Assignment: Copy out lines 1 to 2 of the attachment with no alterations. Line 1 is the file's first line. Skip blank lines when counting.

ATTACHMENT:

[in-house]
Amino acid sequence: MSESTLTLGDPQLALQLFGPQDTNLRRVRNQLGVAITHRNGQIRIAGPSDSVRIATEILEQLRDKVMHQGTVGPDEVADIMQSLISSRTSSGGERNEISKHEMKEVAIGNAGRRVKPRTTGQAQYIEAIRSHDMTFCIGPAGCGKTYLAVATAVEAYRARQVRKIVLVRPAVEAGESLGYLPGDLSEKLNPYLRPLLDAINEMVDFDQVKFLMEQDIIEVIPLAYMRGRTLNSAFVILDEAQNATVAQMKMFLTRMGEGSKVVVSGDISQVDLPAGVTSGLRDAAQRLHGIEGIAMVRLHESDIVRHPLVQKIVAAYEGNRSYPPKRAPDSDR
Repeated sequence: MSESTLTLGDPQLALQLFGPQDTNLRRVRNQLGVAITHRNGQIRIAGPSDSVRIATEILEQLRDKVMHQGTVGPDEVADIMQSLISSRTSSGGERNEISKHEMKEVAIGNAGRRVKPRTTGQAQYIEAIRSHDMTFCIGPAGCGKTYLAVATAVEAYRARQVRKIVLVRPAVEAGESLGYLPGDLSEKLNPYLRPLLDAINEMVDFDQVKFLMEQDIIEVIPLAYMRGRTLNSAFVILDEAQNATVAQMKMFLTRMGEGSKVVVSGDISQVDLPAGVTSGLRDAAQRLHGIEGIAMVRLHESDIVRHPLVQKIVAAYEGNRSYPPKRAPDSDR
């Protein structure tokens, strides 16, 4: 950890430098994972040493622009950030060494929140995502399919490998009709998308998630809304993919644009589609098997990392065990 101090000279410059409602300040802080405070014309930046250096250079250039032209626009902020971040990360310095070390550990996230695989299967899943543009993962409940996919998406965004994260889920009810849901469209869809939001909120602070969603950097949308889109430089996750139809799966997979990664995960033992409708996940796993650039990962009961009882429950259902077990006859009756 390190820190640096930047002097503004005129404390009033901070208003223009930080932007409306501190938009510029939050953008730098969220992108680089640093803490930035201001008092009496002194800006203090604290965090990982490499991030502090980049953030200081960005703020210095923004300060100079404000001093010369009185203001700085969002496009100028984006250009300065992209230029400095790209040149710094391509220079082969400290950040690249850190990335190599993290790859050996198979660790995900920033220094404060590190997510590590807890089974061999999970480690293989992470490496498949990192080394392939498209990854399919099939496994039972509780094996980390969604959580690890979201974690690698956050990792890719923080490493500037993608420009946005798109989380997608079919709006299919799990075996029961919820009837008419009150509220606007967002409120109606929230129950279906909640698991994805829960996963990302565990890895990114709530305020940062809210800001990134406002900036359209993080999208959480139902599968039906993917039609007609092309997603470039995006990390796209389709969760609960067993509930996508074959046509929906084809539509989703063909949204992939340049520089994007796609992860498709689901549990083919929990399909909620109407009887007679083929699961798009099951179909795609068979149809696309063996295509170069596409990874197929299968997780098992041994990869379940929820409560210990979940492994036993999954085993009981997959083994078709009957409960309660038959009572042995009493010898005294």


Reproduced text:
[in-house]
Amino acid sequence: MSESTLTLGDPQLALQLFGPQDTNLRRVRNQLGVAITHRNGQIRIAGPSDSVRIATEILEQLRDKVMHQGTVGPDEVADIMQSLISSRTSSGGERNEISKHEMKEVAIGNAGRRVKPRTTGQAQYIEAIRSHDMTFCIGPAGCGKTYLAVATAVEAYRARQVRKIVLVRPAVEAGESLGYLPGDLSEKLNPYLRPLLDAINEMVDFDQVKFLMEQDIIEVIPLAYMRGRTLNSAFVILDEAQNATVAQMKMFLTRMGEGSKVVVSGDISQVDLPAGVTSGLRDAAQRLHGIEGIAMVRLHESDIVRHPLVQKIVAAYEGNRSYPPKRAPDSDR